You’ve heard it on Sky News and the BBC, and read it in papers from the Guardian to the tabloids: 2008 will be the year of the US youth vote.
Yet even in 2008, Florida’s political portrait is mostly painted in shades of grey. Florida boasts more than 3.2 million citizens aged 65 or older, more than 17 per cent of the population – the highest proportion of any state.
In recent elections, 72 per cent of voters age 65 and older have voted. Only about 48 per cent of those aged 18-24 cast ballots. It’s obvious why half of Florida voters are aged 50 or older and one in four is an AARP member.
Yet after living through the longest campaign season in history, these older voters are still hungry for something that the major parties too often haven’t provided - leadership capable of rising above partisan bickering to achieve true national consensus.
This yearning has brought older Floridians, and Americans of all generations, flocking to a new and quite different political initiative called Divided We Fail .
Launched in 2007 by AARP and leading business and labour groups, Divided We Fail has worked nonstop for two years. Its army of volunteers in trademark red T-shirts appear in television footage of candidate rallies from Key West to Pensacola and from California to Maine. Nearly one million Americans have signed the Divided We Fail pledge.
Has it worked? Both Obama and McCain have endorsed the Divided We Fail pledge to work across party lines to give Americans the tools they need to build a secure financial future, and to improve access to affordable, quality health care. So have more than 300 members of Congress. Whoever wins on 4 November, Divided We Fail already has scored an important victory because it has tapped into a deep concern among voters on two critical issues: healthcare and financial security.
Three million Floridians lack healthcare coverage. That fact is all the more startling because most Floridians age 65 or older has coverage through the Medicare program – and Florida has more people age 65+ than any other place in America. Government programs also cover many children.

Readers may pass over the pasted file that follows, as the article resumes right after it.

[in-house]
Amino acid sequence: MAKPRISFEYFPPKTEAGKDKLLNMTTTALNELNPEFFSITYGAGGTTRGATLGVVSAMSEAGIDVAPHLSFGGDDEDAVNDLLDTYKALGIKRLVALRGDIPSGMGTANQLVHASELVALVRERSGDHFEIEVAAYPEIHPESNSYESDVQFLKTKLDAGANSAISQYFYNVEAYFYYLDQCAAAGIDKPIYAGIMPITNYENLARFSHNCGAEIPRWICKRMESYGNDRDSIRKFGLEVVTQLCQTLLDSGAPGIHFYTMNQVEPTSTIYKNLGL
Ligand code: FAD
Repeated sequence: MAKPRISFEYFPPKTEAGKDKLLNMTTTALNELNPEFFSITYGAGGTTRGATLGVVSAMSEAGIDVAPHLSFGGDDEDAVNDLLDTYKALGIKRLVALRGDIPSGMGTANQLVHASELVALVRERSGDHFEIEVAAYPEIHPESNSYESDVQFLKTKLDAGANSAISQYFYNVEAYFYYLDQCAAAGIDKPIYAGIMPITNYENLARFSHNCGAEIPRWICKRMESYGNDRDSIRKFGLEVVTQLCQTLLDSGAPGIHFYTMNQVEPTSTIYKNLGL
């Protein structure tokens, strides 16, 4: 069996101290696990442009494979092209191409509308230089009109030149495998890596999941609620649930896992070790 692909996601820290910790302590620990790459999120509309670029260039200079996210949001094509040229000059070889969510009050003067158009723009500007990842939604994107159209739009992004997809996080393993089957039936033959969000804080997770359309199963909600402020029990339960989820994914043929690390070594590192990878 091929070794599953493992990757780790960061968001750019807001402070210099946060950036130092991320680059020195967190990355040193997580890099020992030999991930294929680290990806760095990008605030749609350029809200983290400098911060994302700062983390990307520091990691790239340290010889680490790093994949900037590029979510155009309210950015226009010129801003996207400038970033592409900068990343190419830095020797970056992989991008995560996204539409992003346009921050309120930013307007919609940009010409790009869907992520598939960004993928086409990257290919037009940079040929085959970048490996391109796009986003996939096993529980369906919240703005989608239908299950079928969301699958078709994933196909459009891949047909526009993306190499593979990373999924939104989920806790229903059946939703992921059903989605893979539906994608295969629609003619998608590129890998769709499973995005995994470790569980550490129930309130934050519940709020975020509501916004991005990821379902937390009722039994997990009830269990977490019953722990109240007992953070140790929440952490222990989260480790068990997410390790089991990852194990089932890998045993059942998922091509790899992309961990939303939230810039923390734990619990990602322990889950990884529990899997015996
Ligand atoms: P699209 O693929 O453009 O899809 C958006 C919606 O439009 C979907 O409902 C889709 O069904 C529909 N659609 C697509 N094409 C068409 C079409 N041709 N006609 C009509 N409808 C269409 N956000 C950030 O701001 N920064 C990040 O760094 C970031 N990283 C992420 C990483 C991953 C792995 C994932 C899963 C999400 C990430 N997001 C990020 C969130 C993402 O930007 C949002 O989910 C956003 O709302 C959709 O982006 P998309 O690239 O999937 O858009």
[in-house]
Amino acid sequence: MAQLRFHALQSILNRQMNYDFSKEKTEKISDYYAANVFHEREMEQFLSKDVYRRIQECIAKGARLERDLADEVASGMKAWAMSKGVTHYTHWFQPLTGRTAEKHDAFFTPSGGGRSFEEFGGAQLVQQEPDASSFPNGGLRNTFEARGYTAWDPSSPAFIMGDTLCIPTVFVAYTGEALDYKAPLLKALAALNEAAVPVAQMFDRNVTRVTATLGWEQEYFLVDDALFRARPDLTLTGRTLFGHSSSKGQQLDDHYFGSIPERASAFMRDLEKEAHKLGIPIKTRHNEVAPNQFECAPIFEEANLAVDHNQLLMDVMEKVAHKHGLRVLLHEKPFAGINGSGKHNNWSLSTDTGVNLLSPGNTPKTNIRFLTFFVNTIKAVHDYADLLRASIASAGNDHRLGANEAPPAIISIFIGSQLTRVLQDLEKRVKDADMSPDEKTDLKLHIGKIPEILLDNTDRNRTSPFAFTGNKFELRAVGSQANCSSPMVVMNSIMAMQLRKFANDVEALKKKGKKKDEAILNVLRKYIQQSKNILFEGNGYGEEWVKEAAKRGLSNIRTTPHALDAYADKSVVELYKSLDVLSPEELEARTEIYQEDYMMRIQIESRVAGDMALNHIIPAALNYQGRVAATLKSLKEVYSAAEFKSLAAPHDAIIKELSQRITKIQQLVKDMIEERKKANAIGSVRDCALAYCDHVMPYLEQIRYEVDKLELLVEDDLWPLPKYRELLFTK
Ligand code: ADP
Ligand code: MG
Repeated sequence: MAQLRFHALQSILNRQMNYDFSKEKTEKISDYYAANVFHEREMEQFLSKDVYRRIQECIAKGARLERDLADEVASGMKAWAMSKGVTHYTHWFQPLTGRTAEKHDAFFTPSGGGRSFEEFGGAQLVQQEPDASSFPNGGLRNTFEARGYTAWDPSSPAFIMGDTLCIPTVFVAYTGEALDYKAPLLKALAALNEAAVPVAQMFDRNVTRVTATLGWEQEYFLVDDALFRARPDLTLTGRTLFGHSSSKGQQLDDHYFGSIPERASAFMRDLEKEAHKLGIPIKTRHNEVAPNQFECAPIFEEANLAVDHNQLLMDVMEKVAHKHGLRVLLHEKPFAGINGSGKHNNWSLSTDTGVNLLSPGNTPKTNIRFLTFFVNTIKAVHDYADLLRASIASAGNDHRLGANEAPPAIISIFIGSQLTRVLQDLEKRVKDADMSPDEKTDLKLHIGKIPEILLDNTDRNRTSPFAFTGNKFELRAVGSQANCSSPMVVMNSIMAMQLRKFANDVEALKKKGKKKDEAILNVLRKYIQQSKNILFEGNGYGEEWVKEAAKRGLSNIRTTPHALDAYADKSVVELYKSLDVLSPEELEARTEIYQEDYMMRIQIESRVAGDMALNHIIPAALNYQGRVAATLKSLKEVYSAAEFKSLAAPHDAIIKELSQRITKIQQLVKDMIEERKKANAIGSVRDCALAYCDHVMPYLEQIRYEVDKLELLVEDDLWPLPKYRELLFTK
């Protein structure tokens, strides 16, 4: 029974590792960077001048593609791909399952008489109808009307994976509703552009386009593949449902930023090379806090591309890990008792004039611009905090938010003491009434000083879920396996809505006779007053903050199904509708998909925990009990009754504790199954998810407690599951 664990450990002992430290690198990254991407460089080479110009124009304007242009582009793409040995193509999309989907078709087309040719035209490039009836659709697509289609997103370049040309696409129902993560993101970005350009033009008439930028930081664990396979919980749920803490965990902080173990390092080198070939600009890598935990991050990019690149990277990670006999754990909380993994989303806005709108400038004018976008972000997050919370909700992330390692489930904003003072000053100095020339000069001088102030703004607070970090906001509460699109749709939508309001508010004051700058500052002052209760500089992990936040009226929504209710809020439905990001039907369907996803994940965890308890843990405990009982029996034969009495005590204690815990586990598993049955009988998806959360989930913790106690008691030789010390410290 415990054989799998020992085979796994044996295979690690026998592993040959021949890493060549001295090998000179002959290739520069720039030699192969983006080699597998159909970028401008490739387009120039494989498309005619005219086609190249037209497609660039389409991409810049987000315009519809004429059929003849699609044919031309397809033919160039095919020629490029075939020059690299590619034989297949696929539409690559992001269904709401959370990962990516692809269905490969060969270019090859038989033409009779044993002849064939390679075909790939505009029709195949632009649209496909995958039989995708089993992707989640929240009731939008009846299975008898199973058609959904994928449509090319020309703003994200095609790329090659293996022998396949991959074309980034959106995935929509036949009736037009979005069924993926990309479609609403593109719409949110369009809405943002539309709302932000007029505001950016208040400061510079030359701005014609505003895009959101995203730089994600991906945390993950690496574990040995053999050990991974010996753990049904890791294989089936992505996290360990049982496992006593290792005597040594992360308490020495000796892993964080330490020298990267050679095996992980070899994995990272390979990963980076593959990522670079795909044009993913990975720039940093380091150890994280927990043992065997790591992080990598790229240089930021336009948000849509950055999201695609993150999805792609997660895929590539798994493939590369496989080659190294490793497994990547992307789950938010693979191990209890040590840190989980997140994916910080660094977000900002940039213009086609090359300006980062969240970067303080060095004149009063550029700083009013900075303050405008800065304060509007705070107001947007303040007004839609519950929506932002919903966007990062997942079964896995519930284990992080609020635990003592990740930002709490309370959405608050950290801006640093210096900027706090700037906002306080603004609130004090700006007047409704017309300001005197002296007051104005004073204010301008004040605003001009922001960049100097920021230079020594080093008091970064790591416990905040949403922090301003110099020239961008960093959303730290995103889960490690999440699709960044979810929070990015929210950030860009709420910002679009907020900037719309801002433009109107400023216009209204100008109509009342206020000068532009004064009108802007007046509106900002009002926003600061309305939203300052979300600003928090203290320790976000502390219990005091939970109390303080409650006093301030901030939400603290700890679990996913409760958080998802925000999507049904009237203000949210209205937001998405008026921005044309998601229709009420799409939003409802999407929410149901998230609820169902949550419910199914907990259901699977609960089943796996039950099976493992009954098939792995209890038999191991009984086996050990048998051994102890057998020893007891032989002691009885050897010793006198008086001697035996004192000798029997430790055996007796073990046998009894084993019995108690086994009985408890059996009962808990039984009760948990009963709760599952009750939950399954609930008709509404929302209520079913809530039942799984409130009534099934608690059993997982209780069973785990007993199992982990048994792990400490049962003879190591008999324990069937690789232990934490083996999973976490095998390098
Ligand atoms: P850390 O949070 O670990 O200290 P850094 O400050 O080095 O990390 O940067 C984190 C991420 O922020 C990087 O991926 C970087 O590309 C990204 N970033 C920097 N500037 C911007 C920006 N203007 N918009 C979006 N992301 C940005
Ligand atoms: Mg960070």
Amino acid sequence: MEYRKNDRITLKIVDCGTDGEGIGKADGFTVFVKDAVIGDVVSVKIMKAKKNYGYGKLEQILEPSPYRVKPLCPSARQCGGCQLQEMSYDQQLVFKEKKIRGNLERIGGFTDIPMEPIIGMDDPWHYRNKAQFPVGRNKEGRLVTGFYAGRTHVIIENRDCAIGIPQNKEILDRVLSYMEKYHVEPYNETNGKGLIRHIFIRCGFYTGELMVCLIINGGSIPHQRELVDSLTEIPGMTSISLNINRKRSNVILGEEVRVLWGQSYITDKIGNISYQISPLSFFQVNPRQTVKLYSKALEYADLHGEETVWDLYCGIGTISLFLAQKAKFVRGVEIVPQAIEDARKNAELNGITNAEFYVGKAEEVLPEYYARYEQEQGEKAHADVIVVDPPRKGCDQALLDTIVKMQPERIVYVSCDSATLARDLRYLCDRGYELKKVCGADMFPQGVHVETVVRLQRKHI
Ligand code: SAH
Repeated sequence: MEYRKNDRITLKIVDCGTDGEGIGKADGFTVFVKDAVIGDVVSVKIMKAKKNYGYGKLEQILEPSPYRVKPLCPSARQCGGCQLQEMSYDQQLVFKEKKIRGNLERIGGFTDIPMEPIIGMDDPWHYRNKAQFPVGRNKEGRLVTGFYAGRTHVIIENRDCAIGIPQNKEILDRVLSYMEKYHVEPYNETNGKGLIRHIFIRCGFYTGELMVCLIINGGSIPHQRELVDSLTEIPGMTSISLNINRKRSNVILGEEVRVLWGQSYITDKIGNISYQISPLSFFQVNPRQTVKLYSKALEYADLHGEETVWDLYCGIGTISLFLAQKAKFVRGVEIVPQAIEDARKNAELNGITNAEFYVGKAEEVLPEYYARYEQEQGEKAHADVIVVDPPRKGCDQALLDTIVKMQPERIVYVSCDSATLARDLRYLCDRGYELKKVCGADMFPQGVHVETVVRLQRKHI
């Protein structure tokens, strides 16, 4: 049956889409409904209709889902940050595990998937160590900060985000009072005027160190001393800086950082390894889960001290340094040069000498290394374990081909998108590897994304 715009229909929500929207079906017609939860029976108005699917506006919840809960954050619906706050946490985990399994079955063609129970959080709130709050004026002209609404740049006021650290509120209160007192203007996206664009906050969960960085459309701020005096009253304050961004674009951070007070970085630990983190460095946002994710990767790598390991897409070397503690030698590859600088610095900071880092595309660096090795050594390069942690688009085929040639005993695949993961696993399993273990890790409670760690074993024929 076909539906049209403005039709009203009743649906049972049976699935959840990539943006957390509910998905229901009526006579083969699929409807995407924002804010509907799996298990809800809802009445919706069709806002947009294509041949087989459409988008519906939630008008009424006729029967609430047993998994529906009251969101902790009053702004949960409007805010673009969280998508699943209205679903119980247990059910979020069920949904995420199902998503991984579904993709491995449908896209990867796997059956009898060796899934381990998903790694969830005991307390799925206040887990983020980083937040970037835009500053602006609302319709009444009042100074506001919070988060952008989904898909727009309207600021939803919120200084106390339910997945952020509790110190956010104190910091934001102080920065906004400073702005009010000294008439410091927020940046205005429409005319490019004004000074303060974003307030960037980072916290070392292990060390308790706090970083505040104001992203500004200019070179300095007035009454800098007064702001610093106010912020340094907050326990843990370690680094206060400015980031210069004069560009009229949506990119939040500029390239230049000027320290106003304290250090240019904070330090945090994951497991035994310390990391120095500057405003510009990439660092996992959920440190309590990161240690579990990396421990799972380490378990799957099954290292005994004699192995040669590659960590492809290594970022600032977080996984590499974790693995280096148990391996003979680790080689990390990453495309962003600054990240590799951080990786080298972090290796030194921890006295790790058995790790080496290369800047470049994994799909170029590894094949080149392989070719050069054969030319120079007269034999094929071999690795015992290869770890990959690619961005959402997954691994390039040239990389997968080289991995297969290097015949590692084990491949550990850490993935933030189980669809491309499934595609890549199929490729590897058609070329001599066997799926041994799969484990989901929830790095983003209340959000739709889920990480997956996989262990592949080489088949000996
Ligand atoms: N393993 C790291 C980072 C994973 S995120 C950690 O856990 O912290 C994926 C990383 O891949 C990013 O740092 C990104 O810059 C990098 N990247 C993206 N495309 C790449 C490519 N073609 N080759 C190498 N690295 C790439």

So the real health gap is bigger – between ages 18 and 64, as many as one in four Floridians lack health coverage, a tragedy that proves deadly for thousands every year. Even if you survive, one major illness can wipe out a lifetime of hard work. The most common cause of bankruptcy here, as in the rest of the nation, is unmanageable medical bills.
As important as health care is, it’s clearly secondary to the issue that is crushing older Floridians every day: the economy. Older Floridians have watched helplessly as the fruits of decades of disciplined saving evaporate in the global market meltdown. Electricity and gas costs are up as much as 30 percent. Prescription drug costs are rising twice as fast as inflation. Since 2004, Florida hurricane insurance rates have tripled. Yet Social Security’s cost-of-living increase next year – the highest in a quarter century – is just 5.8 per cent.
And one in five Floridians 65+ rely exclusively on Social Security for their retirement income – a benefit of just $1,000 a month.
At midsummer, polls showed McCain leading among older Florida voters, but as the economy soured and the negative ads aired, Obama gained a narrow lead.
Underlying these divisions, though, is widespread agreement on one thing. Floridians, and Americans generally, will see a change for the better only after their elected leaders focus more on beating America’s problems than on beating up each other.
Lori Parham, Ph.D., is AARP’s Florida state director